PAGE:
While execs seemed relieved with the lack of mandates, some experts criticized the plan, saying the government needs to establish both incentives for companies that invest in security and punishment for those that don't. "Mandatory reporting by the government to some central authority with meaningful sanctions" is needed, says Mark Rasch, former Department of Justice computer-crime prosecutor. Rasch, now an attorney specializing in the legal aspects of information security, cited tax incentives as one incentive.
We didn't get any of those mandates, and we didn't get much in the way of IT security surrounding the IT infrastructure. Heck: we didn't even get incentives. In fact, in many ways, we got nothing. And in so many ways, the national IT security problem has gotten worse.
Today, when looking back at the plan Schmidt helped to create, Schmidt said he believes the plan was 100 percent on target, but that it was never executed.
I agree. The plan was thorough and it was loaded with common sense, and, if implemented, the plan would have surely increased the security of the critical infrastructure, and the IT security of our telcos, the power grid, our air traffic control system, and other critical services that now flow through the network. They certainly wouldn't be in as sad of shape they are in now.
But it wasn't implemented, because it wasn't mandated. The business lobbyists won in the end, and the politicians pulled every tooth from the draft legislation before it was made public. Sarbanes-Oxley, SB 1386, the Payment Card Industry Data Security Standard - these are taken seriously because they are mandated by government or industry. And they have some teeth.
During his talk, Schmidt hinted at perhaps why we didn't see many mandates in the original plan. Rarely, he said, has he met someone in the state legislature that came from an information security, or even a technology background. They just don't get IT.
For an example, he cited a congresswoman who he wouldn't name (but described as a "very active Congresswoman from California) who wanted to bring an end to spyware. "She said she was tired of her constituents calling and complaining about spyware, and we are going to write a law to stop it," Schmidt explained.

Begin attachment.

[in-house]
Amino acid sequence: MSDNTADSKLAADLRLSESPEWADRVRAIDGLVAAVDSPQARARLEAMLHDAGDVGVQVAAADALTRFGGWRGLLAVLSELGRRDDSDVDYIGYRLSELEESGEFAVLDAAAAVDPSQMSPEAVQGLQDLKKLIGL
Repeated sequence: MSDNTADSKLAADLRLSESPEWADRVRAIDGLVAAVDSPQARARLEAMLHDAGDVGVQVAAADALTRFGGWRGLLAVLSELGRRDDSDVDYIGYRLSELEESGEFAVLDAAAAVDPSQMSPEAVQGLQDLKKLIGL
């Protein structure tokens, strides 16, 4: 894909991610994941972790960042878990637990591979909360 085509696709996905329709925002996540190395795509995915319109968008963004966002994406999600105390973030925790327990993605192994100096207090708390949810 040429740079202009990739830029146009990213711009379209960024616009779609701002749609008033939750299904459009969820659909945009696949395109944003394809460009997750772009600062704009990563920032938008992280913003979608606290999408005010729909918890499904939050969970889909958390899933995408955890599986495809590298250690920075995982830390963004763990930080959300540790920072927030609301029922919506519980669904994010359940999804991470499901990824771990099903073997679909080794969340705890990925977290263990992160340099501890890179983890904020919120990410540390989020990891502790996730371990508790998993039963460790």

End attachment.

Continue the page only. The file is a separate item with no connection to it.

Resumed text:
Apparently, he was asked to review the antispyware law, and it didn't fly well with him. "The way the law was written, pushing updates to operating systems and routers would have been illegal."
I get what he is saying, and agree wholeheartedly. And it's always a concern when lawmakers try to legislate technology. But security mandates don't have to be that granular. They can mandate that best practices be adhered. They can mandate periodic audits by third-parties, among other things, are conducted. They can mandate fines.
But, again: we don't have any of that. And, today, the National Strategy To Secure Cyberspace has collected dust for the better part of a decade. That's a lot of lost time. That's a lot of bad practices now entrenched into the system that need righting.
To that end, President Obama aide Melissa Hathaway has already completed her cyber security review, and the only reason it hasn't been released yet is because of a lingering debate over what the White House's role should be in the effort to secure cyberspace. The plan is expected to be released as early as this week, though I'm hearing on the street that it won't be until next week - at the earliest.
I'm looking forward to seeing the plan. Though, I'm not expecting much.
I don't have hope for the success of this administration's ability to secure the critical infrastructure. Especially if this Washington Post story is correct, it looks like we are in store for little more than another triumph of politics over security:
The extent to which the government should direct or guide actions by owners of private commercial systems remains a matter of sharp disagreement with industry and civil liberties groups and probably will be deferred, said sources who have been briefed on the discussions.
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